Most people who wish to help their fiance(e) immigrate to US have a doubt on what form to file, whether K1 visa or Form I 130. It depends on the the length of the relationship, the supporting evidence, the number of times the sponsor or the petitioner has physically met their fiance(e), are few of the considerations to file the appropriate form.
Only the citizens of the US may file a K1 visa for a fiance(e). If you are a legal permanent resident you may then have to file Form I 130 to petition your spouse. A K1 visa is issued to the fiance(e) of a United States citizen to enter the US and marry the United Citizen within 90 days after the entry of the fiance(e) into US. A K3 visa is used by a US citizen to bring his or her spouse to the US. Form I 130 is used by a US Citizen or a legal permanent resident to petition his or her spouse for a green card.
The average waiting time for K1 visa is approximately 7-9 months, K-3 petitions take approximately 8-10 months and Form I 130 petitions take approximately 8-12 months to be processed.
What Form Must I File?
If you are a US Citizen and you wish to bring your fiance(e) to US to get married you must file K1 visa application. On approval of the petition by the US Citizen, the fiance(e) may travel to United States for a period of 90 days. A K-1 visa requires a fiance(e) to marry his or her US citizen sponsor within 90 days of entry into the United States. The fiance(e) may then obtain work permit to work in the United States. It is mandatory that the US Citizen and the fiance(e) must be married within the 90 days period , so that the fiance(e) will be eligible to apply to adjust status to a lawful permanent resident.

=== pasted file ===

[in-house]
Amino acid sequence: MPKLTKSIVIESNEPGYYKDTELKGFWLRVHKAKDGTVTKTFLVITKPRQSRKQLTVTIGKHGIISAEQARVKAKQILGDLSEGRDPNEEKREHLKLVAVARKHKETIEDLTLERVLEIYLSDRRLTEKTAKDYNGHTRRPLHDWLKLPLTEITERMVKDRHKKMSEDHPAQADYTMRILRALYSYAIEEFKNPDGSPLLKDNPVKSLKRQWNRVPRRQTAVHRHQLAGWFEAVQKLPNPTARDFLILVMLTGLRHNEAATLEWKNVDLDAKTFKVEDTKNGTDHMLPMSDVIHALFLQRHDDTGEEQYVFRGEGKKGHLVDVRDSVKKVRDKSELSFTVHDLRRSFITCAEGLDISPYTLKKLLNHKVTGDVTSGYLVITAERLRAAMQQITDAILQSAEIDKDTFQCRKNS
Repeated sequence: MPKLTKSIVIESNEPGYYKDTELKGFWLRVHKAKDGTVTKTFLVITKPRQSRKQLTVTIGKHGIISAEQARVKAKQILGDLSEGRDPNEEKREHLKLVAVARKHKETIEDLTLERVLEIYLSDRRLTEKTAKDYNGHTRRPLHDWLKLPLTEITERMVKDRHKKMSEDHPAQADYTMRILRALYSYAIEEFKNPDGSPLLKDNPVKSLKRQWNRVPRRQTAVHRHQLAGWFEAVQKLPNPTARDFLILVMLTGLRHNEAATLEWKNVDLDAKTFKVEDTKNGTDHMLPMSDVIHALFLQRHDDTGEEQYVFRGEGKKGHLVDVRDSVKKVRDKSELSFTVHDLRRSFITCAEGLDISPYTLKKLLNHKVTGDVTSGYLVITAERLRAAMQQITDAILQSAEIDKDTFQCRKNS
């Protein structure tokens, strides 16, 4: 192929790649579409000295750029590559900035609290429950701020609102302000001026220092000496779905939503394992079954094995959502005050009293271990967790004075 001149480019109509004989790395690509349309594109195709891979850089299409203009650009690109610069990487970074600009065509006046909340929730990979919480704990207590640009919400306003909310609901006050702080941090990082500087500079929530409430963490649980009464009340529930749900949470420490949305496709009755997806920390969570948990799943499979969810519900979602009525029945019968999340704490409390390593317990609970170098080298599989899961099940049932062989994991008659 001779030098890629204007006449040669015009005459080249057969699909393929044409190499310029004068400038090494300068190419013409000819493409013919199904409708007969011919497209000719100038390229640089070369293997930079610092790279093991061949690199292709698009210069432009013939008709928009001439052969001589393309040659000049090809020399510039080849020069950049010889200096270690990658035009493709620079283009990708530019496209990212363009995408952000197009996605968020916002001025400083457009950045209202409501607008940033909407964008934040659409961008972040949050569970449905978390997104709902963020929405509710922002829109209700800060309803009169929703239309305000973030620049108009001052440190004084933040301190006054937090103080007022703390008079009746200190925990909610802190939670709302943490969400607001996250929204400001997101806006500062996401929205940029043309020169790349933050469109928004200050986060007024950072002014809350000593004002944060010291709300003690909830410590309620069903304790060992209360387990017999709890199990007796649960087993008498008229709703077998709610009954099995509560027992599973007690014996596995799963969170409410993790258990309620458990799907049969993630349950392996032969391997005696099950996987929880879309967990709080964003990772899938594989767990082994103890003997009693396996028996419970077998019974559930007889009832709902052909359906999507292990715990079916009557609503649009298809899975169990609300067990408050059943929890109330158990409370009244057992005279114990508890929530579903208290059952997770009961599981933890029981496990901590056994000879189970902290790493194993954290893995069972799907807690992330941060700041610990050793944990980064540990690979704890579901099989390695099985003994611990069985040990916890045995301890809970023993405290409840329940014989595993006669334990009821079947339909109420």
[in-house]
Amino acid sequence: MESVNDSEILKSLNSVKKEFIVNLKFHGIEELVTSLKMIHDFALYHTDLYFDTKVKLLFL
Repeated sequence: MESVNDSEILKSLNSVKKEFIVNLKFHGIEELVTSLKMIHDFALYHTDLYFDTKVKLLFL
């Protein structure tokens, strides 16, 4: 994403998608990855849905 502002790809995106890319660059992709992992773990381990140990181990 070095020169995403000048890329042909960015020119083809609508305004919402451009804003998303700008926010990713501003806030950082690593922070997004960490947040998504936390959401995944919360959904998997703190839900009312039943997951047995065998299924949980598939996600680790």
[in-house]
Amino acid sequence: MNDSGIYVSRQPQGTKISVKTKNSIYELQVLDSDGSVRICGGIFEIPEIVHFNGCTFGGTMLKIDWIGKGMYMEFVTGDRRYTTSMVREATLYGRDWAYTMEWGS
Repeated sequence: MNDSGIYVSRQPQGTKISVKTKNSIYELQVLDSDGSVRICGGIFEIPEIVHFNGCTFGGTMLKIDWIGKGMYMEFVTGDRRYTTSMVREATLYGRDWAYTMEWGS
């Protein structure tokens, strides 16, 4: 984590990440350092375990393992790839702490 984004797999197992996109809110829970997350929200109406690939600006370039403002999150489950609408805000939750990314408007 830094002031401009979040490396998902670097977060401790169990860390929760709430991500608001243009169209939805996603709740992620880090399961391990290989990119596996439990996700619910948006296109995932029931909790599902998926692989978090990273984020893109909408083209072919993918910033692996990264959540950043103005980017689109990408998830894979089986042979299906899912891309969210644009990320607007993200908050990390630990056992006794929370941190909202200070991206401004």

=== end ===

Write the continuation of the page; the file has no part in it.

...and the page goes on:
If you are a US Citizen and you wish to bring your spouse to US then you must file K3 visa application. You can apply for a K-3 visa for your spouse only after you have filed the I-130 petition. Your spouse can enter the US on a K3 visa while the I-130 is pending and must apply to adjust status to a permanent resident with the USCIS upon approval of the petition.
Form I 130 is used by either by a US Citizen or a Legal Permanent Resident to petition their spouse to immigrate to United States. This process is a lengthy process when compared to that of K1 and other processes.
A K1 visa holder will not be able work or leave the country until they apply for adjustment of status. When they file for adjustment of status, applications for employment and travel will also have to be filed. After 90 days of filing the petition, the spouse may be able to travel and work.
A K-3 visa is a multiple-entry visa and the spouse may travel out of the country. The K 3 visa holder must apply for an EAD/work permit and it has to be filed along with the adjustment of status application.
Once the adjustment of status application is approved, the applicant acquires legal permanent resident status. They may then obtain employment immediately and also travel outside the country.